JRC-IHCP Argues For Definition Of Engineered Nanomaterials: The August 25, 2011, issue of Nature includes a letter from Hermann Stamm, European Commission (EC) Joint Research Centre (JRC), Institute for Health and Consumer Protection (IHCP). In response to Andrew Maynard’s article entitled “Don’t define nanomaterials,” in the July 7, 2011, issue of Nature, Stamm argues that a definition of engineered nanomaterials for regulatory purposes is “urgently needed.” Maynard proposes that a “‘one size fits all’ definition of nanomaterials will fail to capture what is important for addressing risk,” and suggests that regulators use “a list of nine or ten attributes (including size and surface area) for which certain values trigger action.” Stamm, however, maintains that size is “the most appropriate parameter on which to base a broad definition.” Maynard concludes that adaptive regulations are necessary to respond to scientific evidence, while Stamm acknowledges that a definition “would need revision in line with fresh scientific evidence.” Stamm’s letter is available online, and Maynard’s article is available online.

German Advisory Council Releases Report Concerning Precautionary Strategies For Managing Nanomaterials: The German Advisory Council on the Environment (SRU) released on September 1, 2011, a report entitled Precautionary Strategies for Managing Nanomaterials, which makes recommendations for a “responsible and precautionary development” of nanotechnology. According to SRU, its objective is to allow for innovation while also identifying and reducing risks at an early stage. SRU concludes that while chemical, product, and environmental regulations are “generally applicable” to nanomaterials, the specific characteristics of nanomaterials could impede the application of the regulations. Closing the regulatory gaps “would require a uniform definition for nanomaterials, their treatment as separate substances in chemicals risk assessments and the obligation for manufacturers to submit data sets specifically adapted to nanomaterials.” SRU states that activities that it believes pose “a certain cause of concern are, in particular, the use of nanomaterials in consumer sprays, the growing sales of consumer products containing silver nanoparticles and the production and processing of carbon nanotubes, which are suspected to be carcinogenic — especially those with a high aspect ratio.” To increase transparency regarding the presence of nanomaterials in consumer products, SRU recommends a register for products containing nanomaterials and an extension of existing labeling requirements. The SRU was founded in 1971 to advise the German government and consists of seven university professors from a range of different environment-related disciplines. SRU’s advice is independent from external instructions. More information is available online.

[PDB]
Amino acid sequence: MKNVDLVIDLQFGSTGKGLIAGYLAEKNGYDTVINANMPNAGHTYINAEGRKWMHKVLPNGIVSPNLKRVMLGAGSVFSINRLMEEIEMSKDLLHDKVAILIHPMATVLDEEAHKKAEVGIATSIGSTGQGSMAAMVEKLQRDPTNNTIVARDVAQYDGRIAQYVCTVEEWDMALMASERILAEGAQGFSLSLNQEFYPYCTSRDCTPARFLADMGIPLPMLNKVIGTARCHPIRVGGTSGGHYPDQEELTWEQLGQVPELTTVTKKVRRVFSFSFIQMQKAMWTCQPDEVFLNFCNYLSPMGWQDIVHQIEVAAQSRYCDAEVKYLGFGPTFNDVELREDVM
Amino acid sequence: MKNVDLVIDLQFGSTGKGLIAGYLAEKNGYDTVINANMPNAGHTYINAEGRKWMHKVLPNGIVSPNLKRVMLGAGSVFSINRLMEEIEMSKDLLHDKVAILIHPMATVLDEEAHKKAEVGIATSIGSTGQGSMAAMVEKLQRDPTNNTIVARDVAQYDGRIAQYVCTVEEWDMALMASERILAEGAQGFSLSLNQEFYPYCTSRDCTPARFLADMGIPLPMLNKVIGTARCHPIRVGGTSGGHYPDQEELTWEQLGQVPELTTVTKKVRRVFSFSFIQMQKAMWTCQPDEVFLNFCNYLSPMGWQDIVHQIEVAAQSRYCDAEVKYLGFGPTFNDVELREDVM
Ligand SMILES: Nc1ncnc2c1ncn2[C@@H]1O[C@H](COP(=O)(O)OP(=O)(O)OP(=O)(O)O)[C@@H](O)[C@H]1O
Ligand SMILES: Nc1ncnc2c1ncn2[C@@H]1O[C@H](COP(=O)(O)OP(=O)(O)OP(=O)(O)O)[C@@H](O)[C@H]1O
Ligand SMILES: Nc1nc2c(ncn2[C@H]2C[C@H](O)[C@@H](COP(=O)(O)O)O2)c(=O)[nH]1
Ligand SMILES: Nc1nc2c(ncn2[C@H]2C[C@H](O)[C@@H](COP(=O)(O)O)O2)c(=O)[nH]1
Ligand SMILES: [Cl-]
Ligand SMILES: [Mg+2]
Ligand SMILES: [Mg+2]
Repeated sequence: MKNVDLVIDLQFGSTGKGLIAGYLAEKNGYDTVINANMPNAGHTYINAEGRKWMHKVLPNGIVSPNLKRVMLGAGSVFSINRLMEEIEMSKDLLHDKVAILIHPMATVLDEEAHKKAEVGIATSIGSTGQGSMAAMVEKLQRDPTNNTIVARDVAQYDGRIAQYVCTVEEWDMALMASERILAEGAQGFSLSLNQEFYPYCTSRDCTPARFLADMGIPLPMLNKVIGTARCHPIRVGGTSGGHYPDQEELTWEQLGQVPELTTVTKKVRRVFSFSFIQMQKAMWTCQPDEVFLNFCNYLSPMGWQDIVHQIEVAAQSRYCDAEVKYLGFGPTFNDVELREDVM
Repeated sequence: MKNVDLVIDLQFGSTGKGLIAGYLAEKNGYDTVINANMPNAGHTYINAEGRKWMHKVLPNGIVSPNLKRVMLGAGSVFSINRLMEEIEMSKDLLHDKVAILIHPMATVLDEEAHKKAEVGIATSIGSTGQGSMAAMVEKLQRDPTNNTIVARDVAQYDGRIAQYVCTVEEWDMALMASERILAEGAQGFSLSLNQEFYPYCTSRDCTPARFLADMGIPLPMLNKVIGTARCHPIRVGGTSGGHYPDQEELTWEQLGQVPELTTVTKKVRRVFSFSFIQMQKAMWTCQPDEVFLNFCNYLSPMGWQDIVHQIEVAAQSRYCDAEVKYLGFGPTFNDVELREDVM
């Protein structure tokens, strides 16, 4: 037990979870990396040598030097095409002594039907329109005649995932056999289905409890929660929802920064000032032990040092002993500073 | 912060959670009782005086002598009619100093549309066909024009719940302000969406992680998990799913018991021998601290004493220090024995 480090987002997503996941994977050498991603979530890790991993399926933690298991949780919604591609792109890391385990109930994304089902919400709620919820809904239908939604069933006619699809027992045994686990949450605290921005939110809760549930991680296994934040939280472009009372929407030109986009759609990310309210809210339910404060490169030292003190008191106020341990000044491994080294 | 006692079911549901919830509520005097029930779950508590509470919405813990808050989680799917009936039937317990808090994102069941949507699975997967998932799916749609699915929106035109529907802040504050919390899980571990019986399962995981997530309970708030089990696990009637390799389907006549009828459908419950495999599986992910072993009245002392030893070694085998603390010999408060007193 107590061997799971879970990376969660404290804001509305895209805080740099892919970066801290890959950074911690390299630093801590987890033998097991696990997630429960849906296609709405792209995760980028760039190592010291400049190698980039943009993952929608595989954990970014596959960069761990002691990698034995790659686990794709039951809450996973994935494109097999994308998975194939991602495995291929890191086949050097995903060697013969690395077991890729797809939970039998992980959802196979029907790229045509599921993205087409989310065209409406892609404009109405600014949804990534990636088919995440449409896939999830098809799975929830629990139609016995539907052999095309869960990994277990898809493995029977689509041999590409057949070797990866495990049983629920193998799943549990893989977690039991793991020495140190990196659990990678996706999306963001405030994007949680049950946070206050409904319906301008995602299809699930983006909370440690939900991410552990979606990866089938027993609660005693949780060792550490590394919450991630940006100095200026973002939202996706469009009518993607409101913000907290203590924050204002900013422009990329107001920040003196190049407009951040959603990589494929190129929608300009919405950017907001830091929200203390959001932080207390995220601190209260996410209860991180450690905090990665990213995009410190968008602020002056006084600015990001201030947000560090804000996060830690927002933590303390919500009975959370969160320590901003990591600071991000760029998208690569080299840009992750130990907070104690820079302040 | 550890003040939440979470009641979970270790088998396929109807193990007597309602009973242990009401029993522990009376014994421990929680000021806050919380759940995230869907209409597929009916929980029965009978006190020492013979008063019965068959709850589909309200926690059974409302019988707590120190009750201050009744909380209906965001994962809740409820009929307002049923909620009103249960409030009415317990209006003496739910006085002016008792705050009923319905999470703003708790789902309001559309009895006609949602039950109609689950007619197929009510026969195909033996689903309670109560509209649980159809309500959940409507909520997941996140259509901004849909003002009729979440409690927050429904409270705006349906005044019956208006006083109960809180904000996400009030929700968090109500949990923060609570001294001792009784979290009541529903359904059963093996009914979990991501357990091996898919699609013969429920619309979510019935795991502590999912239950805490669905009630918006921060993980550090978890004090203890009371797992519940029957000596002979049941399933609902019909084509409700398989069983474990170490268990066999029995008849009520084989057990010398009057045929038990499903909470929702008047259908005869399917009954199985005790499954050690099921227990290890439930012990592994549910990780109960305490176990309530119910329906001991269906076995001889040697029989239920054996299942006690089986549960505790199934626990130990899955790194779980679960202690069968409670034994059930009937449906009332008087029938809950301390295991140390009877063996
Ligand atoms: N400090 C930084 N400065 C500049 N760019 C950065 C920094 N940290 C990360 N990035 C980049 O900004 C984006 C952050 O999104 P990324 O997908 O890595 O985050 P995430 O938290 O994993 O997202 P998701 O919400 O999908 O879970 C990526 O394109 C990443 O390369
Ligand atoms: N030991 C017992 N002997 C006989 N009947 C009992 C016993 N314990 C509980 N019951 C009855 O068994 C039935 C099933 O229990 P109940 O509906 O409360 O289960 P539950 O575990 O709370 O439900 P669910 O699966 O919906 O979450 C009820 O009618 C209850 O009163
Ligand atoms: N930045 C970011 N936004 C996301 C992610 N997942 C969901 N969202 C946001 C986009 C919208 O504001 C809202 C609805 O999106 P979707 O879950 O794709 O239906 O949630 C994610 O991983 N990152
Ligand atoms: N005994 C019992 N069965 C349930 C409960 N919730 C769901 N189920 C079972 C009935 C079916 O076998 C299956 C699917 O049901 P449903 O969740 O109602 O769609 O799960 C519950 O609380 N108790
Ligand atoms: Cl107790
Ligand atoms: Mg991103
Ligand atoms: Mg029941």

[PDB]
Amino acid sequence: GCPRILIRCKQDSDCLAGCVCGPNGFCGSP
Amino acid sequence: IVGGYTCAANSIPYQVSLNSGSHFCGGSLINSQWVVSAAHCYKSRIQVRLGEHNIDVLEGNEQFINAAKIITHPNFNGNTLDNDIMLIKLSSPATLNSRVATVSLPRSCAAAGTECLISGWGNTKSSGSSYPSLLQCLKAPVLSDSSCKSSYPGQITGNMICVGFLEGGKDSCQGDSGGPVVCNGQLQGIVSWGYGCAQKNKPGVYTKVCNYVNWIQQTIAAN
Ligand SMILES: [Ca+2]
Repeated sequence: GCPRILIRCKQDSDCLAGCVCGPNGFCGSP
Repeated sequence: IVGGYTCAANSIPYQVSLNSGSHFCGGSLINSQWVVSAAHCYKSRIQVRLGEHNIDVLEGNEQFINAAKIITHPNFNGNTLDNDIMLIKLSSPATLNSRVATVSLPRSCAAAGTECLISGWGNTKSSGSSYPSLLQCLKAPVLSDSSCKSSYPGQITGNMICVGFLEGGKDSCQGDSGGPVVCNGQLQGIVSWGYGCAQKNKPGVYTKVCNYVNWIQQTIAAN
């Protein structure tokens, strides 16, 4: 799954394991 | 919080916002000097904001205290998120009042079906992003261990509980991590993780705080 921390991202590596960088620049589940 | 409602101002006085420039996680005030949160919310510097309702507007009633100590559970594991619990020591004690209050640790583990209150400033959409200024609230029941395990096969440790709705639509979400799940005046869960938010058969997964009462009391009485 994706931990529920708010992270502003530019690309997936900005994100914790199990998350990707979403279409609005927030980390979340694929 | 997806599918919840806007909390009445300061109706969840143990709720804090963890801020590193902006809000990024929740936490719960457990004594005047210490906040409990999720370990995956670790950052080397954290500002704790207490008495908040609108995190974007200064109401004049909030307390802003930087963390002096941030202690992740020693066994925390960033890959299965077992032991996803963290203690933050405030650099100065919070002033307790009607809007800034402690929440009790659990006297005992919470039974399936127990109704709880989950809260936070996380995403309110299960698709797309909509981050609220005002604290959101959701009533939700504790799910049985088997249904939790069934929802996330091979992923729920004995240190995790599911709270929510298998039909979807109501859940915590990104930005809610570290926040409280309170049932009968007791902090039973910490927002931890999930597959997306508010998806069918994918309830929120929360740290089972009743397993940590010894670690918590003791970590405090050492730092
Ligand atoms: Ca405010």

EPA Accepts First GHG Reporting Data: On August 22, 2011, EPA announced the launching of a new tool to allow 28 industrial sectors to submit their 2010 greenhouse gas (GHG) emission data electronically. Prior to being issued in final, more than 1,000 stakeholders, including industry associations, states, and non-governmental organizations (NGO), tested the electronic GHG Reporting Tool (e-GGRT) to ensure clarity and user-friendliness. The data collected with e-GGRT will provide the public with information about the largest domestic stationary sources of GHG. EPA expects to receive 2010 GHG data from approximately 7,000 large industrial GHG emitters and suppliers, including power plants, petroleum refineries, and landfills. EPA’s GHG Reporting Program (GHGRP), launched in October 2009, requires the reporting of GHG data from large emission sources across a range of industry sectors. Suppliers of products that would emit GHGs if released, combusted, or oxidized are also required to report GHG data. Under the program, covered entities are required to submit GHG data to EPA annually and the first round of data will be submitted electronically by September 30, 2011. EPA plans to publish non-confidential GHG data collected through the GHGRP by the end of 2011. More information on the GHGRP is available online.

EPA Defers Deadline To Report Factors Used To Calculate GHG Emissions: On August 25, 2011, EPA deferred the reporting deadline for data elements that are used by direct emitter reporters as inputs to emission equations under the Mandatory Greenhouse Gas Reporting Rule. 76 Fed. Reg. 53057. The deadline for reporting some of these data elements is deferred to March 31, 2013, and the deadline for reporting others is deferred to March 31, 2015. This final rule does not change any other requirements of the Mandatory Greenhouse Gas Reporting Rule. According to EPA, more time is needed to calculate inputs as the data elements requiring evaluation are much larger than EPA anticipated. The final rule was effective on September 9, 2011.